“VAP, plaque cholesterol content, and cap thickness are key features of vulnerability to future cardiac events,” Räber said. “This kind of detailed information could previously only be obtained at autopsy. Nowadays, it can be visualized in living patients using these imaging tests. Our study was the first to use three intracoronary imaging tests in combination to provide a complete picture of plaque size, composition and morphology [shape and structure].”
Patients continued on their assigned treatment for 50 weeks. At 52 weeks, the three imaging tests were repeated and the researchers analyzed the differences between the images before and after treatment. On all three imaging measures, patients who received alirocumab performed significantly better than those who received placebo. The overall plaque material and lipid deposits on their arterial walls regressed to a greater extent (double reduction) and the hard caps covering the plaques became thicker (double thickening), meaning they were less likely to break. Patients who received alirocumab also required significantly fewer repeat stenting procedures. No significant adverse events occurred in relation to the imaging tests.
Patients receiving the combination of alirocumab and a statin achieved a mean LDL level of 23.6, the lowest level ever achieved in a major trial of cholesterol-lowering drugs in patients with acute myocardial infarction, Raber said. The study drug was generally well tolerated (6.4% injection site reactions and 3.4% allergic reactions).
“These results provide information to support more frequent, earlier, and targeted use of alirocumab in addition to high-intensity statin therapy in patients who have had a heart attack and are at high risk of having one. a second,” Räber said.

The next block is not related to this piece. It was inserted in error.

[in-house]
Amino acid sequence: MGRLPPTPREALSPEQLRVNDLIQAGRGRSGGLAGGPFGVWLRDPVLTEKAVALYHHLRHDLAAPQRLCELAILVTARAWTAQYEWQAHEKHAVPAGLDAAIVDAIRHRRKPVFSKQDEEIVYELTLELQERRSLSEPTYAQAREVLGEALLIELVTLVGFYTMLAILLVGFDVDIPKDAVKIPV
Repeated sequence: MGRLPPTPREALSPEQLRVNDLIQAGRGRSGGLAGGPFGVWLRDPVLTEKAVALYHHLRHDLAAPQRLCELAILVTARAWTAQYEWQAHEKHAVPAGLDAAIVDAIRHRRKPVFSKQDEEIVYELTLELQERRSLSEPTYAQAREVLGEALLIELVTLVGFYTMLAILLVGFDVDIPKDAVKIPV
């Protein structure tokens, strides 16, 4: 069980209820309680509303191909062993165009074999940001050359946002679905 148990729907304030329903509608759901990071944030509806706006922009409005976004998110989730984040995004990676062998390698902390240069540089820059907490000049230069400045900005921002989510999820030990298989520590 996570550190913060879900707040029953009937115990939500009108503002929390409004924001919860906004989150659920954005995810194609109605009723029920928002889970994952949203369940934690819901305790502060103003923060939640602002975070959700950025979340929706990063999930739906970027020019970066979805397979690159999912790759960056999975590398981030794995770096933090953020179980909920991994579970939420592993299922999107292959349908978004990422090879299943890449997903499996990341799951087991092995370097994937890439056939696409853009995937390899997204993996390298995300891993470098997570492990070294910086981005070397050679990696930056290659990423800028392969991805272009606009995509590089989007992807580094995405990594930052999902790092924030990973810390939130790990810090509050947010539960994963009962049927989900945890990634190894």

A limitation of the study, he said, is that it was not designed to measure whether adding alirocumab to statin therapy resulted in fewer cardiac events compared to statin therapy. Alone. Instead, the study used changes in all three imaging markers of heart attack risk as surrogates.
This study was simultaneously published online in the Journal of the American Medical Association at the time of presentation. The study was an academic, investigator-initiated trial funded by grants from Sanofi and Regeneron, the co-developers of alirocumab, and Infraredx, the maker of near-infrared spectroscopy imaging catheters.
Räber will be available to the media at a press conference on Sunday, April 3 at 9:30 a.m. ET / 1:30 p.m. UTC in room 103AB.
Räber will present the study, “Effects of Alirocumab on Coronary Atherosclerosis Assessed by Serial Multimodality Intracoronary Imaging in Patients with Acute Myocardial Infarction: A Double-blind, Placebo-controlled, Randomized Trial (PACMAN-AMI),” on Sunday, April 3, at 8:00 a.m. ET / 12:00 p.m. UTC in the main tent, Hall D.